Hard to Believe it’s Been 10 Years: Have We Learned Anything?
The short answer is “yes.” If we haven’t learned anything in ten years’ work, then River Life should simply close up shop.
But we have learned quite a bit, which positions us, we think, for more focused and powerful work going forward.
In 2005, Ann Forsyth, then director of the Metropolitan Design Center at the University of Minnesota, made a small one time grant that allowed me to focus my attention on how the university could better connect with the Mississippi River, which runs through the middle of the Minneapolis campus. After all, both Minneapolis and St. Paul were strengthening their river connections; the university should do likewise.
It did not take long to realize that the Mississippi River was a subject that interested the university beyond the College of Design. In 2007 we became a program of the new Institute on the Environment (IonE).
We think of our time with IonE as “River Life 2.0,” and it was certainly a formative period for us. We committed to digital media as our primary form of knowledge sharing (as opposed, say, to traditional publishing outlets) and became focused on expanding the ways we understood rivers. Put simply, much of the work of riverfront revitalization that cities are engaged with does not depend on knowing how rivers work. Recreation managers, community planners, and real estate developers ought to know more hydrology and aquatic ecology, but for many the river is just “a wet thing near the ground we are interested in.”
Even though we learned a lot about various river sciences during our time at IonE, we were never going to be actual scientific researchers, which is really the name of the game for that institute. So in 2012 we moved again, this time to our present administrative home at the Institute for Advanced Study (IAS). The IAS, which describes itself as “contributing to intellectual community across the campus and beyond its borders,” has been a partner of ours from the very beginning, so in many ways this last move felt like coming home. My academic and writing background is in the arts and humanities, so in some ways we have completed the triangle: from the “doing” of design/planning to the realm of scientific investigations to the humanistic concerns with meaning and significance.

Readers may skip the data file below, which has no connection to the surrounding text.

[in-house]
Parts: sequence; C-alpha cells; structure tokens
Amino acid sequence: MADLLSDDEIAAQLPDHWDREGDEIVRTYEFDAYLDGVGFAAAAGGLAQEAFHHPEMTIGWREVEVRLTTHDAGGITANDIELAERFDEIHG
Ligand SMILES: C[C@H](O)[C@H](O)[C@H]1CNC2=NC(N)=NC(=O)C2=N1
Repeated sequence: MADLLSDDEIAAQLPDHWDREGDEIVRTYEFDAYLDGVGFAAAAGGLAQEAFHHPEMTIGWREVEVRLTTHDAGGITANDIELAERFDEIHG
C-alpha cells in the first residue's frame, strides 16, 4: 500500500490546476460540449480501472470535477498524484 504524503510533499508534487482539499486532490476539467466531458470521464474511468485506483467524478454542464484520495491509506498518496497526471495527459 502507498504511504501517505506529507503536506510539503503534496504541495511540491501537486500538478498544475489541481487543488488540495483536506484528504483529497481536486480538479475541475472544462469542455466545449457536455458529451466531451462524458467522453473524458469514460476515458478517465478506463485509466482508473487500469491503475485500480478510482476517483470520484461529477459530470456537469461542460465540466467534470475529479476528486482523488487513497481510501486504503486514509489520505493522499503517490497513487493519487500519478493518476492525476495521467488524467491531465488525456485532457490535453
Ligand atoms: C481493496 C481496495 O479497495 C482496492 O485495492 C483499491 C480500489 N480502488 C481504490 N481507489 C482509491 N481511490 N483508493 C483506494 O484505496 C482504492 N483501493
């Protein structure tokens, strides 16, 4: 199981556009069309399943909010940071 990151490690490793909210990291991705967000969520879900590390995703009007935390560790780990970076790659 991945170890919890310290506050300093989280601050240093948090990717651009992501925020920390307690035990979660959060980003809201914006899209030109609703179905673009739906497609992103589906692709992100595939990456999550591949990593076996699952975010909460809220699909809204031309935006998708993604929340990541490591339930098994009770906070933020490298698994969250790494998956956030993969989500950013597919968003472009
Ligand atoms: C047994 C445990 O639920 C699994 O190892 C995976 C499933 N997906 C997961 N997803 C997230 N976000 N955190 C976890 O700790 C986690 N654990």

So where are we going? We continue to focus on the Mississippi River, recognizing that the river is both a vitally important and enormously complex physical space in its own right and a central location in which to situate other inquiries. For example, which communities within the Twin Cities have not had equitable access to the river’s amenity values, and why? Who controls how the region’s waters are managed–the Mississippi after all is the most visible part of a vastly complex regional water system–and who benefits most from that water management? How can we better understand the water relationships, and all that follow from them, between the watershed and the main stem of the river?
We’ll explore these and related questions through research, through teaching that we conduct and that we support in various ways, and through a new digital journal that will commence later this fall. Watch for that, and for ways to add your voices to the growing conversation about a more sustainable, inclusive future for the Mississippi River.